Continuing with Kodomo

Perhaps the most beautiful stamps in the Kodomo line are those created by artist Zigen Tanabe, a Japense-born freelance illustrator. It’s not just the images that are lovely — it’s the entire stamp! The colored indexing shines through the acrylic block, making these stamps worthy of tabletop display. Take a look:

Zigen Tanabe images in beautiful color on acrylic mounts. Shown are Blooming Iris, Folded Cranes, Autumn Pagoda

Zigen Tanabe images in beautiful color on acrylic mounts. Shown are Blooming Iris, Folded Cranes, Autumn Pagoda

Here’s a sample made with the Blooming Iris, colored with Twinking H2Os:

Blooming Iris

Blooming Iris

See more of these images at

And check back later for more Kodomo info!

Kodomo means playtime!

Asian designs have a tranquil beauty and simplicity that I’ve always admired.

This week I’d like to spotlight Kodomo, which not only offers a beautiful supply of Asian images, but offers them in several styles, from wood mounted and clear to foam and acrylic mounted. 

Kodomo plum flower

You’re probabling thinking, “Foam stamps? Ew!” But these foam stamps, which use a rubber image, are firm and cut so nicely they are a delight to hold. The above card was made using Sakura III, which is a foam mounted stamp. (Sentiment by Hero Arts, border punch by Fiskars.)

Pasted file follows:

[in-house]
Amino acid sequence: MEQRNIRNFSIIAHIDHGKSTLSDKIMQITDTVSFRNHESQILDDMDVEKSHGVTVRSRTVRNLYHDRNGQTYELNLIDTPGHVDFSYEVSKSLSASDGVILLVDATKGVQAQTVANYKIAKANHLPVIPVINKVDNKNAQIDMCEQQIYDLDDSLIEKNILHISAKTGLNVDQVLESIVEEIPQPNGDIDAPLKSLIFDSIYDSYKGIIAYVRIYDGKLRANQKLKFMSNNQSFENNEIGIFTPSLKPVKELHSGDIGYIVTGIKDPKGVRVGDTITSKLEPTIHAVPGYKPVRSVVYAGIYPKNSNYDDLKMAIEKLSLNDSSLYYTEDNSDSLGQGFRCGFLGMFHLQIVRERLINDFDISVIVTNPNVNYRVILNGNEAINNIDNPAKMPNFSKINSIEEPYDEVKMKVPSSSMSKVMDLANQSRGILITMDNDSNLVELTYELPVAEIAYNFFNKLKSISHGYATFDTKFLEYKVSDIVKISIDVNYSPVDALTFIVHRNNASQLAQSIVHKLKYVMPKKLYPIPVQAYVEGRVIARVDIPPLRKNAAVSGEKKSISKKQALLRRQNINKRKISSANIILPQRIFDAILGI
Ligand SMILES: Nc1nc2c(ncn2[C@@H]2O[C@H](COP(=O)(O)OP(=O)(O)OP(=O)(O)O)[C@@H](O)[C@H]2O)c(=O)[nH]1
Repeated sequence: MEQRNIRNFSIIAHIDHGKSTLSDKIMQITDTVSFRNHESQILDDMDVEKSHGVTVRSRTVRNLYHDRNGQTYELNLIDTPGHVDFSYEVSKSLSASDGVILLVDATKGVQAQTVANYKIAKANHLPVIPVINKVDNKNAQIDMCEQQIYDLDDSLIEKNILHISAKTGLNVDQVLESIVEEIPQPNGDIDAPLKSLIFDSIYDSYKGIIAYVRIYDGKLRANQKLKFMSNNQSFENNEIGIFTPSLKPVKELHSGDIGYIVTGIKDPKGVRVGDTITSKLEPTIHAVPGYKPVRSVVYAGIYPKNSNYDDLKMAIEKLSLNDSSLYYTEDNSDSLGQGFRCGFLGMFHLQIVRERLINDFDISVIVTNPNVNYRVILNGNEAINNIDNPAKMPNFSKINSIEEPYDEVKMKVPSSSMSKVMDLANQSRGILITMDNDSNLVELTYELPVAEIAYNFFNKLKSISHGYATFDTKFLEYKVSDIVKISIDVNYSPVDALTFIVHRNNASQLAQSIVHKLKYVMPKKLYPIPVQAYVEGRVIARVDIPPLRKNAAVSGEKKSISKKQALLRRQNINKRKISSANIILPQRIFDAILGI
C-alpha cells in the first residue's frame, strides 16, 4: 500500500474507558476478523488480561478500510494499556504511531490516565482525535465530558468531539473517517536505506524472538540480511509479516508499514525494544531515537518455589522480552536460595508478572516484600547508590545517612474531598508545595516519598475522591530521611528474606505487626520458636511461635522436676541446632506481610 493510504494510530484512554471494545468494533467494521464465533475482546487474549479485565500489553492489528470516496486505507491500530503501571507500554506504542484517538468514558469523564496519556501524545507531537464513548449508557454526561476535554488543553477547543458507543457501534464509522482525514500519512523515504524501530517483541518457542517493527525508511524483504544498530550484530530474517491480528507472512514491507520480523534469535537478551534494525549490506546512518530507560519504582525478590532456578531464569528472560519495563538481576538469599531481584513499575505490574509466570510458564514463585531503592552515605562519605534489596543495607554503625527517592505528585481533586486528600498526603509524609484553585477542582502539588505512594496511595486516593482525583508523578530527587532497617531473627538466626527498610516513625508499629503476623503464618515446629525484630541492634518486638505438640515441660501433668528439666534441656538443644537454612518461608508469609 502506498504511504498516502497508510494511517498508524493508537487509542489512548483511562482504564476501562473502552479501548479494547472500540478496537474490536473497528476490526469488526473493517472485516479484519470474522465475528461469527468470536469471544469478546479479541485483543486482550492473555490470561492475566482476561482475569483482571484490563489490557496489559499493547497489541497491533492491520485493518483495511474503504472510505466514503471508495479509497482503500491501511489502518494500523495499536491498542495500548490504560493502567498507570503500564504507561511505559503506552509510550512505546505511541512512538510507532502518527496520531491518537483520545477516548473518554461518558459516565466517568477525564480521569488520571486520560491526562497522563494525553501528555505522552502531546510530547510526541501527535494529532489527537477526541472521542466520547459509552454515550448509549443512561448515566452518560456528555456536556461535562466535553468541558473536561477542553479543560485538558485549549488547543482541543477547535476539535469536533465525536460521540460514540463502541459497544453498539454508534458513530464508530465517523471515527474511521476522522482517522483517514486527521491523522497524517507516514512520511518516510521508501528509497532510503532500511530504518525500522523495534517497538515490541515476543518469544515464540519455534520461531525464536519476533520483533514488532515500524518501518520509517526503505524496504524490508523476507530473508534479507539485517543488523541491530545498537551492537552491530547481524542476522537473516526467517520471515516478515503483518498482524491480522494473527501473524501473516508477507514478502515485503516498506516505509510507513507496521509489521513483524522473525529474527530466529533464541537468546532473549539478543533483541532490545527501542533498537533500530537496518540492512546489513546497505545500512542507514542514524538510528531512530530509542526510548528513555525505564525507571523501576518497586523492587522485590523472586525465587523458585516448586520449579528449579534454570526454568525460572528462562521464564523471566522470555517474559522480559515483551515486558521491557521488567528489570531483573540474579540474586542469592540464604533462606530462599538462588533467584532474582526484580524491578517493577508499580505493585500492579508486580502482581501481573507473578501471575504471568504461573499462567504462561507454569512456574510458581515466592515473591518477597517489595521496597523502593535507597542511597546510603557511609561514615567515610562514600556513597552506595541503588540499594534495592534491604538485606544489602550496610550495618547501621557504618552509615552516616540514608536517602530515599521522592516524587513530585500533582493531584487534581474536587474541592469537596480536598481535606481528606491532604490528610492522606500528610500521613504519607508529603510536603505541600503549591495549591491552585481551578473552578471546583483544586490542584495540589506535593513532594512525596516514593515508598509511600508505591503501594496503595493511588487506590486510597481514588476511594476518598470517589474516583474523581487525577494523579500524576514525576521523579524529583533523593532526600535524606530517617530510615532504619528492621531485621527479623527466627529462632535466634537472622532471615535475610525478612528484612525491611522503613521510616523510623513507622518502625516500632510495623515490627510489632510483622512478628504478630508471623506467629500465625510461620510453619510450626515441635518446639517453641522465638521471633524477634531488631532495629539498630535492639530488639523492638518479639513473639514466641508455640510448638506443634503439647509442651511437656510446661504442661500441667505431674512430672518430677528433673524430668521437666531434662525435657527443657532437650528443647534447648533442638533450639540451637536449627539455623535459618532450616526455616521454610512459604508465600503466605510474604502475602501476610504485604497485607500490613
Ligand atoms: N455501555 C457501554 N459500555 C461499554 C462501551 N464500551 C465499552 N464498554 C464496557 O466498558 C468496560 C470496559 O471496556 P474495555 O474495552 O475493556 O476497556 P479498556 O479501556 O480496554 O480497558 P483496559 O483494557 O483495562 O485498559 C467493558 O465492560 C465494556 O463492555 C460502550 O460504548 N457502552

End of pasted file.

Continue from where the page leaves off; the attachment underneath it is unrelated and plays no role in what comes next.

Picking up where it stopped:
Here is another:

Black Bird Wishes

Black Bird Wishes

(Same Sakura III set; bird punch by McGill; border punch Martha Stewart)

Kodomo was founded by Hisako Nakamura, who worked in the Japanese toy industry before creating her own gift company in 1983. The company name was taken from the Japanese expression “Kodomo No Kao,” which, the company says, means “the look on a young person’s face when they are absorbed in play.” What could be more suitable for a rubber stamp enterprise?

 The stamps merge traditional Japanese designs with American styles. But Kodomo is not just stamps. Their beautiful kimono fabric ribbons have a soft, textured feel, and the unique sticky-backed washi tape adds a fun accent. The tape is made from washi paper and the adhesive is not permanent, so it’s easy to reposition.  (Watch for samples later this week.)

Another fun product is the Edo Ori Bako set, which are small boxes made from thin sheets of clear spruce. The surface is smooth and readily accepts paint, ink or paper. The boxes also include wooden “tiles.” (I’ll show some samples later this week.)